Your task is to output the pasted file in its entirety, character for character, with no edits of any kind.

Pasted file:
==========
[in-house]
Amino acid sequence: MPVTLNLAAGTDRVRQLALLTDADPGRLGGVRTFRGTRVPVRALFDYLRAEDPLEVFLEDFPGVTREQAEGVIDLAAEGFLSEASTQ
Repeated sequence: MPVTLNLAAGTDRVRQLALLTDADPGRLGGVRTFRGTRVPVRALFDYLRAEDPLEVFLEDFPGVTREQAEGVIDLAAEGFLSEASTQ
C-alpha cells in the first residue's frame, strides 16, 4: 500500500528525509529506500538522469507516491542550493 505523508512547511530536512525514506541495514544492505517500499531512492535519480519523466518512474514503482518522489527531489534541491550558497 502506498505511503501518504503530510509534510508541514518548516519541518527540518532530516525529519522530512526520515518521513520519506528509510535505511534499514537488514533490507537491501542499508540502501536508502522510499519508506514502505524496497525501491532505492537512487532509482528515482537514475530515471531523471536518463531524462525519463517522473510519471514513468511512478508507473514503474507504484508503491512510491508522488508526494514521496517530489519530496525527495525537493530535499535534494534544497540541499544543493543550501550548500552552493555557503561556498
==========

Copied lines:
[in-house]
Amino acid sequence: MPVTLNLAAGTDRVRQLALLTDADPGRLGGVRTFRGTRVPVRALFDYLRAEDPLEVFLEDFPGVTREQAEGVIDLAAEGFLSEASTQ
Repeated sequence: MPVTLNLAAGTDRVRQLALLTDADPGRLGGVRTFRGTRVPVRALFDYLRAEDPLEVFLEDFPGVTREQAEGVIDLAAEGFLSEASTQ
C-alpha cells in the first residue's frame, strides 16, 4: 500500500528525509529506500538522469507516491542550493 505523508512547511530536512525514506541495514544492505517500499531512492535519480519523466518512474514503482518522489527531489534541491550558497 502506498505511503501518504503530510509534510508541514518548516519541518527540518532530516525529519522530512526520515518521513520519506528509510535505511534499514537488514533490507537491501542499508540502501536508502522510499519508506514502505524496497525501491532505492537512487532509482528515482537514475530515471531523471536518463531524462525519463517522473510519471514513468511512478508507473514503474507504484508503491512510491508522488508526494514521496517530489519530496525527495525537493530535499535534494534544497540541499544543493543550501550548500552552493555557503561556498